Opinion

COLUMN: Surrey as safe as anywhere

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Five murders in the first month of the year is a dubious distinction for Surrey to have, particularly as the city`s murder rate has been on a gradual decline over the past dozen years or so.

The latest incident occurred sometime Sunday night or early Monday morning. A young man’s body was found along Colebrook Road, in a dark and isolated area of rural Surrey. There are suggestions that the murder was gang-related.

That area is an inhospitable place at night. During the day, many people enjoy the walking trails and marvellous views at nearby Mud Bay Park, but at night it becomes a gathering place for young people in fancy vehicles. Drug dealing and other criminal activity is not unusual, and neighbours report hearing gunshots on several occasions.

It is very dark at night, and very few people actually live along Colebrook Road. The isolation and proximity to urban areas of Surrey make it a logical gathering place for those who do not wish to be observed.

While the focus for Surrey RCMP and the Integrated Homicide Investigation Team needs to be on suspects and links between the five murders (if there are any), in the meantime, stepped-up patrols in that area are needed. They are needed in many other Surrey neighbourhoods, too, but there are only so many police officers to go around. Given Surrey`s rapid growth, it may be time to add more RCMP officers, particularly for ongoing patrols in crime hot spots.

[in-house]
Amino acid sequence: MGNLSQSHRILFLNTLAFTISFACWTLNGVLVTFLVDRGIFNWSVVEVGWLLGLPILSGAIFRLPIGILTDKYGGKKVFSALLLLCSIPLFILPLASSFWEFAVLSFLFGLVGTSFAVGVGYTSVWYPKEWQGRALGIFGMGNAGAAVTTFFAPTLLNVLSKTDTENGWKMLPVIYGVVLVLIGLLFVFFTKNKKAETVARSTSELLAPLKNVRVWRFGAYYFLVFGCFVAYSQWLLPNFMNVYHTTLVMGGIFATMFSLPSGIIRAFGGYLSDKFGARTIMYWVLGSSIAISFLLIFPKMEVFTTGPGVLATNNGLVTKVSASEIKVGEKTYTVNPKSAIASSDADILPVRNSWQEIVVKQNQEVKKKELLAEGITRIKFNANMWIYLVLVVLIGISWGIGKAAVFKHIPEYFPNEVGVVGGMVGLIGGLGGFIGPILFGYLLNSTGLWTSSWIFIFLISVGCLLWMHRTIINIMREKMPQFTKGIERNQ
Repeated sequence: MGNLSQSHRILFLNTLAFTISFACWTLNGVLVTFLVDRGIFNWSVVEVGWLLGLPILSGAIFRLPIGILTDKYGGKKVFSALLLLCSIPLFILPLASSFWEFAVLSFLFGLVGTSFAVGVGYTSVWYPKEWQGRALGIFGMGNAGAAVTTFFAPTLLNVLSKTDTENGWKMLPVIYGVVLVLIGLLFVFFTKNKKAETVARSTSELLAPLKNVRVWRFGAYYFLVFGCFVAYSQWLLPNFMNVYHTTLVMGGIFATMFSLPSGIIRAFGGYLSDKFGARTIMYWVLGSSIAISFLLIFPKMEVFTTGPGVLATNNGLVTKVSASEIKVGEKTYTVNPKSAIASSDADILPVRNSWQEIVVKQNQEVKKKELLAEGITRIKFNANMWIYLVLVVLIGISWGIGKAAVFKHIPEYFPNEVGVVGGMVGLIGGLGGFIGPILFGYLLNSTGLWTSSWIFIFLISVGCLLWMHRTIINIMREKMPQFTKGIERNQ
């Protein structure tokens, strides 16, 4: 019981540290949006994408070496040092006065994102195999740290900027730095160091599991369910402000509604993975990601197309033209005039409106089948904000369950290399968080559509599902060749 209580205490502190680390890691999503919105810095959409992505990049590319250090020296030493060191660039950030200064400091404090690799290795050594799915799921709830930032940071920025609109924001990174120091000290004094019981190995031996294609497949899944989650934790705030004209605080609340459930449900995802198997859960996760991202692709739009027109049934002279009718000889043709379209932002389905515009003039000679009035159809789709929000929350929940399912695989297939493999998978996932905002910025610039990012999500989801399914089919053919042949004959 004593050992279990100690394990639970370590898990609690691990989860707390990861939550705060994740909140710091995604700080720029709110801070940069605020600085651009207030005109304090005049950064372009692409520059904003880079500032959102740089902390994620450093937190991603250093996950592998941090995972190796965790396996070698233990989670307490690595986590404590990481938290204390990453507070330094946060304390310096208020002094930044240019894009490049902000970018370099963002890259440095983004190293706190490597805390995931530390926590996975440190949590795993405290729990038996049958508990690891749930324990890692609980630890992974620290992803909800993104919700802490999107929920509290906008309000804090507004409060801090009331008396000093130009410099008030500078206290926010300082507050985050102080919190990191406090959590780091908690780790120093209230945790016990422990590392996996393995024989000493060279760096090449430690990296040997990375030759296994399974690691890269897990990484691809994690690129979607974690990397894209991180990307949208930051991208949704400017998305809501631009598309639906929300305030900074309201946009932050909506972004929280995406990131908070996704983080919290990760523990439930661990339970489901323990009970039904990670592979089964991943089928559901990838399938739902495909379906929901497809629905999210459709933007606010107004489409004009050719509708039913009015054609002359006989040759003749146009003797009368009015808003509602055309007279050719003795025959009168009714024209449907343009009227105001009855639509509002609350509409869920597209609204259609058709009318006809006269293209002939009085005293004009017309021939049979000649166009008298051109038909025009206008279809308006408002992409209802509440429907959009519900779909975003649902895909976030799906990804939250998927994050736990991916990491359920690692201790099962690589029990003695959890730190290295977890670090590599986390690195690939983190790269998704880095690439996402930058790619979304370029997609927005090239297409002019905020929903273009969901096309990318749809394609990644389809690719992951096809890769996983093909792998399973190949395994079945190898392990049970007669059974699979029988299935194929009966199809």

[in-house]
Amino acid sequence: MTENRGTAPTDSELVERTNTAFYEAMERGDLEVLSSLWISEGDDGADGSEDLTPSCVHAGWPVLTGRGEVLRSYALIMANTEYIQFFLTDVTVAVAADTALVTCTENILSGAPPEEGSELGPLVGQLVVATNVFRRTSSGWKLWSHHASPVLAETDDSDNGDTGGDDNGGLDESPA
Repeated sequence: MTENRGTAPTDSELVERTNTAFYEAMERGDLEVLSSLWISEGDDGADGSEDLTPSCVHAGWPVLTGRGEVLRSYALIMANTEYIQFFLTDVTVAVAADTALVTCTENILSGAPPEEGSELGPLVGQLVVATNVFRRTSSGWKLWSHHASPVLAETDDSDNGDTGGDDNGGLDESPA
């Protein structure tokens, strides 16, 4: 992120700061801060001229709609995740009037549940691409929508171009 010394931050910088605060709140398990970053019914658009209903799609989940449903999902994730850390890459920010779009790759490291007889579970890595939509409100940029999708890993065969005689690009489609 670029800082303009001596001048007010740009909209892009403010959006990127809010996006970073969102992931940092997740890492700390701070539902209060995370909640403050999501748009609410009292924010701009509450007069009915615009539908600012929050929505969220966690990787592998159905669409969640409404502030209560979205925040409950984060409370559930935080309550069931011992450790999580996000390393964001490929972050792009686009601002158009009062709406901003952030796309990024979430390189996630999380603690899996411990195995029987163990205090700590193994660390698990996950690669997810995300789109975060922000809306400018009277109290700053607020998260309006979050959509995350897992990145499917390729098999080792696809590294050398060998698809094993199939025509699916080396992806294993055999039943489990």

Mayor Dianne Watts and Surrey RCMP Chief Supt. Bill Fordy want to concentrate on getting the message out to youth about the consequences of being in a gang. Many young people are attracted to the lifestyle, particularly the perceived money and power. But it is highly dangerous and is destructive. While drug kingpins, dealers and users are killed or suffer serious health consequences, their families suffer just as much.

Gang activity is not restricted to Surrey. There are gangs in many parts of the world, and in most cases the attractions are the same.

Overall, Surrey remains a safe city to live in. Police do a decent job in tending to crime here, but they are hampered by rules about search warrants, by the revolving door of the justice system, and by the length of time between charges being laid and a case actually being dealt with. There is a need to speed up activity in Surrey Provincial Court, but that is within the purview of the provincial government.

Many of the other frustrations can be laid at the feet of the court system itself, as a result of various Charter rulings, and the federal government, which is in charge of the corrections system.

It is questionable if senior judges ever think deeply about the consequences of many of their rulings. It is true that people who engage in serious levels of crime are often on the streets within days of their arrests. They also take advantage of every loophole afforded to them by the justice system, which remains focused on offenders and lawyers and not the community at large.

Despite all these challenges, Surrey remains a generally safe city in which to live. But that’s no reason to sit back and watch gangsters shoot each other. Continued emphasis on the dangers of gangs and stepped-up police patrols in certain areas, are needed.

Frank Bucholtz is the editor of The Langley Times. He writes weekly for The Leader.

newsroom@langleytimes.com

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